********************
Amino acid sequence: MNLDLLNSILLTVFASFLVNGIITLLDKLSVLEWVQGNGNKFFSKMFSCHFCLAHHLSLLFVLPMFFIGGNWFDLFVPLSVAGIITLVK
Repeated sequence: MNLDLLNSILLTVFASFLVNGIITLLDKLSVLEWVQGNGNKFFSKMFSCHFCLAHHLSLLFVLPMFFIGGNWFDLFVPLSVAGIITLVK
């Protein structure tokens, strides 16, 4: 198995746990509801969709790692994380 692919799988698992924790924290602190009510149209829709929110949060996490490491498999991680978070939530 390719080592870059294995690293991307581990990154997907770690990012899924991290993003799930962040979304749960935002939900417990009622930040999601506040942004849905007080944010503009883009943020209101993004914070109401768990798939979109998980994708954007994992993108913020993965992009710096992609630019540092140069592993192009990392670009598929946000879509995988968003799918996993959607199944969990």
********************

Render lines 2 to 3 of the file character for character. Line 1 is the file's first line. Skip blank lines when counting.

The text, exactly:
Repeated sequence: MNLDLLNSILLTVFASFLVNGIITLLDKLSVLEWVQGNGNKFFSKMFSCHFCLAHHLSLLFVLPMFFIGGNWFDLFVPLSVAGIITLVK
């Protein structure tokens, strides 16, 4: 198995746990509801969709790692994380 692919799988698992924790924290602190009510149209829709929110949060996490490491498999991680978070939530 390719080592870059294995690293991307581990990154997907770690990012899924991290993003799930962040979304749960935002939900417990009622930040999601506040942004849905007080944010503009883009943020209101993004914070109401768990798939979109998980994708954007994992993108913020993965992009710096992609630019540092140069592993192009990392670009598929946000879509995988968003799918996993959607199944969990």